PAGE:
Conquest in Crescent City

Carnival's biggest ship makes its debut in a new year-round homeport

By: Anne Kalosh

Carnival Cruise Lines’ newest and biggest ship, a floating palace dedicated to the great Impressionist painters, was christened in New Orleans where it will sail year-round.

The 110,000-ton, 2,974-passenger Carnival Conquest departs every Sunday for Montego Bay, Grand Cayman and Cozumel.

The Conquest boasts the fleet’s biggest children’s area and spa facilities, along with an expanded teen facility with a soda bar and a separate dance floor flowing into a huge video games area.

A sushi bar and a new concept a fish and chips shop are free of charge. The Conquest’s supper club, The Point, is not located in the funnel as on the Spirit-class vessels, but it has a larger galley to accommodate high demand for the reservations-only venue.

The overall decor is lighter and more colorful than perhaps any other Carnival ship, and the Impressionist theme highlights some of the world’s most popular and easily recognized artworks such as Claude Monet’s “Water Lilies.” While the New Orleans deployment targets the large drive-in market from nearby states, Carnival officials also expect Conquest to draw from the West.

“We put the Conquest in New Orleans because we want our cruises out of New Orleans to be more of a national product,” said Terry Thornton, Carnival’s vice president of marketing planning.

“The great thing about New Orleans for the West Coast region is that it’s a same-day flight. You can fly from gateways such as Los Angeles or San Francisco and be in New Orleans by mid-afternoon and depart on a voyage that day. Also, several low-cost air carriers that offer some great pricing, such as Southwest, are serving New Orleans.”

In the past Carnival has not pushed its New Orleans product on a national basis.

“Even with the Inspiration, some of the major West Coast markets such as Los Angeles and San Francisco were already among the top 12 markets from which we were drawing passengers for the seven-day cruises,” Thornton said.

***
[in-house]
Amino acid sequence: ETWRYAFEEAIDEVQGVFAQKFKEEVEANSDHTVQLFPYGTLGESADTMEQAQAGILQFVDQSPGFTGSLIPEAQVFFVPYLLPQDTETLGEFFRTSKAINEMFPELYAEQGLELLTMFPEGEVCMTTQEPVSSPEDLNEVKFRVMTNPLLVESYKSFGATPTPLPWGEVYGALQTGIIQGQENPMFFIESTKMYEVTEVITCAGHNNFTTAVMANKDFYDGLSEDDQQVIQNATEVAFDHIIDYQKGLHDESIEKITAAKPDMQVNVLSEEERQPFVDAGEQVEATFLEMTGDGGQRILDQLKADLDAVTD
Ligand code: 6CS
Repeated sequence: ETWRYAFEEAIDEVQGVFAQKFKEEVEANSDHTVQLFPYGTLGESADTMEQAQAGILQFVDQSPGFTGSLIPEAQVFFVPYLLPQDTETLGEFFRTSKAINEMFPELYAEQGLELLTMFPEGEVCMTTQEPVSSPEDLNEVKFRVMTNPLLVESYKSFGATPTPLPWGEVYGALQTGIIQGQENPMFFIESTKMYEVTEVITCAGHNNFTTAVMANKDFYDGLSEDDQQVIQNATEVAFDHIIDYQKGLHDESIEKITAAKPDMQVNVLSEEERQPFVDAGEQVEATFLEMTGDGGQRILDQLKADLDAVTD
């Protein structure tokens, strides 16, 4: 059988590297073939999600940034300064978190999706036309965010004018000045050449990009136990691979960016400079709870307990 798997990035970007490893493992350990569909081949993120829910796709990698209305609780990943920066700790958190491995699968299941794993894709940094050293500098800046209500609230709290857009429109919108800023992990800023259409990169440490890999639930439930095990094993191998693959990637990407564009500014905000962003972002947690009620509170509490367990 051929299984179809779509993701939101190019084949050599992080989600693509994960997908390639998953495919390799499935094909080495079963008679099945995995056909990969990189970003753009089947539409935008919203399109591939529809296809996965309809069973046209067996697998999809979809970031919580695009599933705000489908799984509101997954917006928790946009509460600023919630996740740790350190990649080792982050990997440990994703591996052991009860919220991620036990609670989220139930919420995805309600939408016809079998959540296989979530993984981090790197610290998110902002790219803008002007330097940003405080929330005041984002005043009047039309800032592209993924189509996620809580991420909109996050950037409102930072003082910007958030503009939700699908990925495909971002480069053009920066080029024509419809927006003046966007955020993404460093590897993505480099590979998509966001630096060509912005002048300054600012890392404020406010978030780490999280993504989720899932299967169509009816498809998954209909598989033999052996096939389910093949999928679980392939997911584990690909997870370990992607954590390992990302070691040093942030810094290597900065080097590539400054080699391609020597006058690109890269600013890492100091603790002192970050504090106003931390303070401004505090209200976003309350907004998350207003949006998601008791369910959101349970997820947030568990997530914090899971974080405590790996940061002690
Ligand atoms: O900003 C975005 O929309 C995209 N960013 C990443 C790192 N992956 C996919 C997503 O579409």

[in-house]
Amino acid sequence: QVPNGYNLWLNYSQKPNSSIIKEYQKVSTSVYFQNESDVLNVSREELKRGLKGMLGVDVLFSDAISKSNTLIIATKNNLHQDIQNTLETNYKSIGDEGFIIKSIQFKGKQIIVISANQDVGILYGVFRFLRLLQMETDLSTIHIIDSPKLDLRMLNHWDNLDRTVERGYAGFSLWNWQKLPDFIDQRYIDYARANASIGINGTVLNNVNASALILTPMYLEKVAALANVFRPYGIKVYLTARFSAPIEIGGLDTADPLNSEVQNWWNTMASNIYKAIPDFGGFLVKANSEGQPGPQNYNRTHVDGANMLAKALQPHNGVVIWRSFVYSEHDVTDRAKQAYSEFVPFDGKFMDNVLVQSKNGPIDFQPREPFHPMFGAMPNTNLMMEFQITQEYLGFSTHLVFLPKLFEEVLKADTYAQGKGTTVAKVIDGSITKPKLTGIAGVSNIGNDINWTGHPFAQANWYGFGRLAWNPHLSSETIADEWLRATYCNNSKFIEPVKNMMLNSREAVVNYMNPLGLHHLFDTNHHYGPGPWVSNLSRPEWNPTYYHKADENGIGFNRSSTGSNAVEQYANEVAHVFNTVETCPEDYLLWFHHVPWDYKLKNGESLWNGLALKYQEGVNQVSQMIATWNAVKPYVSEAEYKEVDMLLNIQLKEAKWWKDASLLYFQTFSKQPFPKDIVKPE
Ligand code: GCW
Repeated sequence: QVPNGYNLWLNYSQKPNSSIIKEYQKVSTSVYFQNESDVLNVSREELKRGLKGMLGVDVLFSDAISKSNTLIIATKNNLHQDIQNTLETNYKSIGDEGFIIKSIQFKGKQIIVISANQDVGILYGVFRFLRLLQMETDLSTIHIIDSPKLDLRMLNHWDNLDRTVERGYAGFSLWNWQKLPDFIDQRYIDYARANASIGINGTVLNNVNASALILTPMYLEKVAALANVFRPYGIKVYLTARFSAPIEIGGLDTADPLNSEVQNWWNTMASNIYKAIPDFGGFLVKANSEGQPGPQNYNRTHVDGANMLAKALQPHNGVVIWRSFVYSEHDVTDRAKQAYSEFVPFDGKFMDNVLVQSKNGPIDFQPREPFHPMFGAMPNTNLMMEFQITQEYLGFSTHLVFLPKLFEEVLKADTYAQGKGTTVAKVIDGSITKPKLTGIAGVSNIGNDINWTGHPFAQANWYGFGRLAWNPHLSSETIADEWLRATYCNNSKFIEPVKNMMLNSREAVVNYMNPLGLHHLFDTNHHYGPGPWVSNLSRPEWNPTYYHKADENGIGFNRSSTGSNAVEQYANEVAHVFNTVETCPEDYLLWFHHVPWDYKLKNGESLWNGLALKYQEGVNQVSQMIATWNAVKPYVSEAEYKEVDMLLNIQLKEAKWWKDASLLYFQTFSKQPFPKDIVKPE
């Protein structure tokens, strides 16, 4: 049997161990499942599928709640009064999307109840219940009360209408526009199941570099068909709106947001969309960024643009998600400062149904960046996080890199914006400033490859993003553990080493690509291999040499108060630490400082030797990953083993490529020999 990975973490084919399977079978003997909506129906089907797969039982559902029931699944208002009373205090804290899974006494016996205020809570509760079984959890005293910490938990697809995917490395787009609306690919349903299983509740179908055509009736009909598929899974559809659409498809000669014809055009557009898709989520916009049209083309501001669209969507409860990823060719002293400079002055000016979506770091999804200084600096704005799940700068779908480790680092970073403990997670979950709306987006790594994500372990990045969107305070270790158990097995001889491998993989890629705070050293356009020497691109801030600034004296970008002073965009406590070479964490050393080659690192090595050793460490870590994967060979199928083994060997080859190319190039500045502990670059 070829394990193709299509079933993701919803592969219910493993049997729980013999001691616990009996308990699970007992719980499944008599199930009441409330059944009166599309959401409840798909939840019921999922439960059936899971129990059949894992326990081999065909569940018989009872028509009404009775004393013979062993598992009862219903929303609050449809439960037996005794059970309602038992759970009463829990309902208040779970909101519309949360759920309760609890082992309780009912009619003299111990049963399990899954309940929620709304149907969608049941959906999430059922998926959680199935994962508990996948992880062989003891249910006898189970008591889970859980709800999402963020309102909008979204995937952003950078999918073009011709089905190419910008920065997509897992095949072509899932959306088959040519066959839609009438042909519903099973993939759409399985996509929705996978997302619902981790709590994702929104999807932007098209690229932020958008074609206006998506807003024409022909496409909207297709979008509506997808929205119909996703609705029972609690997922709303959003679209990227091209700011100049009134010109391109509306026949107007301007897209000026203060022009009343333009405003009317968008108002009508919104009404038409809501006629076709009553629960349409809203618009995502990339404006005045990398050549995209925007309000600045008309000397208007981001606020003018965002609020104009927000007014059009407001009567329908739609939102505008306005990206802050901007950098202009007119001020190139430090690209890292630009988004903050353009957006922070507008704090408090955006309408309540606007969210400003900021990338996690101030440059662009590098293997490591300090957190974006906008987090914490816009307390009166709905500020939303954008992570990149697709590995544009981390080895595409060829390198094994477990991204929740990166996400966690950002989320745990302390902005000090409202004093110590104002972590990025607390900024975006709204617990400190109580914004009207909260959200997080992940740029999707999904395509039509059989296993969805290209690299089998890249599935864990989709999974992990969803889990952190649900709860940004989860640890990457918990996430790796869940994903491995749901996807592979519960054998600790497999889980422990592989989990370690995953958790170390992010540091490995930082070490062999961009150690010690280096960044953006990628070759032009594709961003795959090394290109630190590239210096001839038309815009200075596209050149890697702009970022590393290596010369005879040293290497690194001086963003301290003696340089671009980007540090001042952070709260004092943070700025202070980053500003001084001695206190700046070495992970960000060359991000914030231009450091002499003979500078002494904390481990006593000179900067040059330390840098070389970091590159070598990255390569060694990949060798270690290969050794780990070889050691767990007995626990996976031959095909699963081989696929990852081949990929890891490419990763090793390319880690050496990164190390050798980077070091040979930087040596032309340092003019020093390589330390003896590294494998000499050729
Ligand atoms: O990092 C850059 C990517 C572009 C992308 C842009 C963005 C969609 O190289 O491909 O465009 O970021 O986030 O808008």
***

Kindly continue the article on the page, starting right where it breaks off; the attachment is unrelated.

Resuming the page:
Carnival officials say they are excited about New Orleans as their third biggest U.S. homeport, but a problem looms in the form of a power line that stretches across the Mississippi River. It’s too low for the towering Conquest to safely pass under while in the main lanes of river traffic. Instead, the ship must steer toward shore, where the line is higher, and the power utility must cut electricity to prevent a dangerous arcing effect.

The situation will worsen in January, when Mississippi waters run higher. Carnival President Bob Dickinson expressed frustration that the issue had not been resolved prior to Conquest’s arrival.

“If they don’t solve the problem in 60 days, we’re taking the ship to Gulfport,” he told reporters on Conquest’s two-day introductory cruise to nowhere.

During a travel agent Q&A, he reiterated his concern and stressed, “We want to operate the ship out of New Orleans.”

The growth of Carnival’s fleet means the Fun Ships will carry 3 million passengers in 2003, up from 2.5 million this year, Dickinson said. “Almost four out of every 10 North Americans will cruise on Carnival Cruise Lines.”

Addressing the pending acquisition of P&O Princess Cruises, Carnival Corp. Chairman and CEO Micky Arison cautioned that the deal is not done yet. Due to a costly change of control provision built into P&O Princess’ merger agreement with Royal Caribbean Cruises Ltd., the P&O Princess board cannot recommend the Carnival offer to its shareholders before Jan. 1. Then Carnival must win shareholder approval at the Feb. 14 vote.

Asked about synergies related to the deal, particularly in Alaska where Holland America Line and Princess Cruises run huge land operations, Arison said the 49th state is clearly one area where there are opportunities.

“I wouldn’t be at all surprised to see a Holland America Line passenger staying at a Princess lodge,” he said.

He brushed off a suggestion that the Princess and Holland America brands could “cannibalize” each other.

“If you look at Carnival Triumph, its biggest competition is Carnival Victory,” Arison said. “Do I care if both ships are filled? It doesn’t matter.” He also noted, “There couldn’t be two more different philosophies in ship design and experience” than the traditional Zuiderdam and the contemporary Coral Princess, each debuting this month.

During the agent Q&A, Vicki Freed, senior vice president of sales and marketing, said Carnival was considering making shore excursions bookable on line (but not commissionable).

Dickinson responded positively to a suggestion that agents be allowed to pay the $25 Supper Club charge as a gift for clients. He said the next issue of the Carnival Capers newsletter would include an evaluation card for agents, including the question: “What’s your pet peeve?”